Alex Hales is set to join England's ODI tour of the Caribbean.
Hales, who missed out on selection for the original squad after sustaining a broken bone in his right hand during the ODI series in India, is due to have a scan on the hand on February 27. If that scan shows nothing untoward - as is expected - he will fly out to join the squad in Antigua next week.
Even if the scan suggests he is not quite ready for a return to action, it is likely that Hales will continue his rehab with the squad in Antigua and Barbados.
Hales scored three ODI centuries in 2016, including an England-record 171 against Pakistan at his home ground of Trent Bridge.
His place in India was taken by Sam Billings, who is also expected to open in the tour's two warm-up matches in St Kitts. That could leave the tour management with a tricky decision over whether to recall Hales, who will not have played since January 19, for the ODIs or allow Billings the opportunity to stake his claim on the position. The first ODI takes place on March 3.
The management are certainly keen to find a way into the side for Billings. But with Hales having formed a strong opening partnership with Jason Roy, it may well be that Billings requires an especially persuasive performance in the warm-ups to win a longer stay in the side.
They have a similarly tough decision to make about Jonny Bairstow. He was called into the side in place of the rested Joe Root for the final ODI in India and responded with a half-century. But, with Root back and England's middle-order of Eoin Morgan, Jos Buttler and Ben Stokes looking relatively settled (though each of them will float up and down the order as the situation demands), Bairstow finds himself battling for selection once more.
He has, at least, excellent memories of the St Kitts ground where England begin this tour. It was here, almost two years ago, that he unveiled his new stance and back-lift for the first time. Drafted into a weak-looking St Kitts Invitational XI to provide tougher opposition for England, he responded with 98 against an attack that included James Anderson, Stuart Broad and Ben Stokes. He has subsequently averaged 63.36 in first-class cricket with 25 scores of 50 or more in 55 completed innings.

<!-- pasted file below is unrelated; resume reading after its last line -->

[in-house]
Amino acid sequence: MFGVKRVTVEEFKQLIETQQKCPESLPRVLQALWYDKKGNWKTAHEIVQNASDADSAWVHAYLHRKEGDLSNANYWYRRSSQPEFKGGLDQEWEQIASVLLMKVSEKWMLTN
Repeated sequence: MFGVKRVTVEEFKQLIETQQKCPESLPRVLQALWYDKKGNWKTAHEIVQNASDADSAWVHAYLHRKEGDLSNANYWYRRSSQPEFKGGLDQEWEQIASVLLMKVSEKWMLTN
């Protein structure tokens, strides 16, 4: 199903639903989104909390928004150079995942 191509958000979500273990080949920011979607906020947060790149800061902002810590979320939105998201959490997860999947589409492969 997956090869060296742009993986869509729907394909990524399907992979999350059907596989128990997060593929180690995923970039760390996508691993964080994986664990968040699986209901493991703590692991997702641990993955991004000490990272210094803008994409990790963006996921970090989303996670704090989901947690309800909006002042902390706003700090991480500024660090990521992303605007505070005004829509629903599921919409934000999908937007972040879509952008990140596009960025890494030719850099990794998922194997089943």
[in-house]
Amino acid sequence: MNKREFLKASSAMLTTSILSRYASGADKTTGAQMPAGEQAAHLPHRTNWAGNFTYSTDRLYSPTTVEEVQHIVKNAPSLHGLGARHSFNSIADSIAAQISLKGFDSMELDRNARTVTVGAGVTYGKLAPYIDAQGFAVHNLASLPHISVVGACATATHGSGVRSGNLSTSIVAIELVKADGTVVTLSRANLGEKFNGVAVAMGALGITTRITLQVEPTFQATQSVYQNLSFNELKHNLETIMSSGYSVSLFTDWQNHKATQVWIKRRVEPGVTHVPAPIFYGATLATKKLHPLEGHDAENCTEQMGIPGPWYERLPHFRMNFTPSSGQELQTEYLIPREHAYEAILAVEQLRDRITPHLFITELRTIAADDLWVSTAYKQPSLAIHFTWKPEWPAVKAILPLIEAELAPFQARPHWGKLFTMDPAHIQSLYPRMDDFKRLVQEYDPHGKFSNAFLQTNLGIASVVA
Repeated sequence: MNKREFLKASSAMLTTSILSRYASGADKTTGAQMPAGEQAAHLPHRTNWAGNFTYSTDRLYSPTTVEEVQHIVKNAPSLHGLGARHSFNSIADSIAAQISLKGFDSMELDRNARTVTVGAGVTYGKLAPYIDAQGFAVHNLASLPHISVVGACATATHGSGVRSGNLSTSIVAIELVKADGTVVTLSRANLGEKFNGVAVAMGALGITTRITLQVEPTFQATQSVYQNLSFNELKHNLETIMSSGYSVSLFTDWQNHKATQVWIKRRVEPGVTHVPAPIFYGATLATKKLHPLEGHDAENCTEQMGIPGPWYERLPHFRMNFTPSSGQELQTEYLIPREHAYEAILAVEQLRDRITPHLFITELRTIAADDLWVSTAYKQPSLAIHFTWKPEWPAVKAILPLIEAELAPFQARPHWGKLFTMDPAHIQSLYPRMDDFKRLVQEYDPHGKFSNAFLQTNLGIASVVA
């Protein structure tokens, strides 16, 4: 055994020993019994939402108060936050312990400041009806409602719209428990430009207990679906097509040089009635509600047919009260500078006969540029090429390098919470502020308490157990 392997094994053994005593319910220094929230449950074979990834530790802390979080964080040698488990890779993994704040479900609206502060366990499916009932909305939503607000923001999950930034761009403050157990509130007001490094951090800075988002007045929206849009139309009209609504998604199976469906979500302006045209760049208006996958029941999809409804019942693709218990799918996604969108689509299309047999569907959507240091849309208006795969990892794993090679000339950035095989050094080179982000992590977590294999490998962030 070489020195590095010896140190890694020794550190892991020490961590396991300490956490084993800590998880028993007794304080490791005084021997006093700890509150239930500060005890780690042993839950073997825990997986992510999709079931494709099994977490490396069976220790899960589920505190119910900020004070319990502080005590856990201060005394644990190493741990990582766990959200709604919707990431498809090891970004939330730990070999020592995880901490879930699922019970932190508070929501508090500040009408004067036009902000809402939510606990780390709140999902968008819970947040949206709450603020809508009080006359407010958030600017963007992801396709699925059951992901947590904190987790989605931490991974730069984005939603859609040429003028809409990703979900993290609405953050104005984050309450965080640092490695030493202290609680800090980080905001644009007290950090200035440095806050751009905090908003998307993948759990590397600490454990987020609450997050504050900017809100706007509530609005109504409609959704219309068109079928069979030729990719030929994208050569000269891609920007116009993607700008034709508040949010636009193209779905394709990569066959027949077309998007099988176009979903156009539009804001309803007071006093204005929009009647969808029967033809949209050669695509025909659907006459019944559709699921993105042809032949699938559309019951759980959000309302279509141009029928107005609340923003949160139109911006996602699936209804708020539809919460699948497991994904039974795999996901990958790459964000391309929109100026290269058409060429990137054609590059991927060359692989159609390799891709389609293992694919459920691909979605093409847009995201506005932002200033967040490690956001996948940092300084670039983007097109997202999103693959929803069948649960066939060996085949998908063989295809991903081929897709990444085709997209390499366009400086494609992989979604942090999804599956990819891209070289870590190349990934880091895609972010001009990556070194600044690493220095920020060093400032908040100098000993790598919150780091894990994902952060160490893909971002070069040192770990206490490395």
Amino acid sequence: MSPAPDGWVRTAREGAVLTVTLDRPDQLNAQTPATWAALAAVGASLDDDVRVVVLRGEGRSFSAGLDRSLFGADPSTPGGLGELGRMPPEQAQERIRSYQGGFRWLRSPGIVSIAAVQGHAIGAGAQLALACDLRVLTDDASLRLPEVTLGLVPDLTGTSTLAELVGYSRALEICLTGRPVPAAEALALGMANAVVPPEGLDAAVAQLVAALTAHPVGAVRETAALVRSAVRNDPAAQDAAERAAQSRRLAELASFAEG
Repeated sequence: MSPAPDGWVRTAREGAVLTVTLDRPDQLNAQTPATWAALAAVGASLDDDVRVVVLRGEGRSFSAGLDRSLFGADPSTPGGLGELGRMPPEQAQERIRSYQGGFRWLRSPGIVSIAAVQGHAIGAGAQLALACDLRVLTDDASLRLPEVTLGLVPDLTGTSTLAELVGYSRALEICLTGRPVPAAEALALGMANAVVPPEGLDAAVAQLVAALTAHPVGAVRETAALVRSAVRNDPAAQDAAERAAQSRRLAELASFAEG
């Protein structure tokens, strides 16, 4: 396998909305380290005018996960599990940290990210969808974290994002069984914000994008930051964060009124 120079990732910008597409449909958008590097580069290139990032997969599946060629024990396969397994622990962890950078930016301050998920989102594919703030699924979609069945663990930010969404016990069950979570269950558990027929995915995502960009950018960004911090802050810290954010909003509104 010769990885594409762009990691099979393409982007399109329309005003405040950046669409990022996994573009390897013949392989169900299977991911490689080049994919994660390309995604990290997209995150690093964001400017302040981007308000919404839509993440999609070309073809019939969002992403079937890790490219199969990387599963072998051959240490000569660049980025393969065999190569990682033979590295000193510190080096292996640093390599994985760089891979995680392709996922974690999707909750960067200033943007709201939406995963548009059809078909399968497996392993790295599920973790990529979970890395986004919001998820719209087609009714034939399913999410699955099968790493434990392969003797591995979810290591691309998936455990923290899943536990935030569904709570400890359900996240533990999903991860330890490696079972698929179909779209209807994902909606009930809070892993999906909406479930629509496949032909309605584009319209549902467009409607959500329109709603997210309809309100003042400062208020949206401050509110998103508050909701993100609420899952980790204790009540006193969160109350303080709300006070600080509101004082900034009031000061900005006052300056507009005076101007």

"Yes, it all started here," Bairstow said as he looked out across the ground on Thursday. "Well, here and in the indoor nets at Headingley.
"But match-wise this was the first place I took the leap and tried something different and I've stuck with it. It was the first time with my new technique and I scored 95 [actually 98]. I ended up playing against the lads and things kicked on from there. So I've good memories of coming back here."
Such competition for places bodes well for an England team with realistic hopes of winning their first global ODI title when the Champions Trophy takes place later this year.
"We know if we put the performances together like we've been doing 80-90 percent of the time, there's no reason why we can't go and win the Champions Trophy and a World Cup," Bairstow said. "I firmly believe we're a special squad.
"I don't know how I nail a place in the team. I've said as long as I can get into that XI, I don't care where I bat. I'd like to think the form I've been in over the last 18 months is strong enough to push my case."
Meanwhile, Paul Collingwood is with the squad in the role of fielding coach. The Durham captain, still playing at 40 years of age, was captain of the only England men's team to have so far won a global limited-overs tournament (the World T20 in 2010), and joins up with Graham Thorpe (batting coach) and Paul Farbrace, who assumes the role of head coach from the rested Trevor Bayliss.
Jonny Bairstow was speaking on behalf of Waitrose, official team sponsor of the England cricket teams.
George Dobell is a senior correspondent at ESPNcricinfo. He will be covering England's tour of the Caribbean in association with Smile Group Travel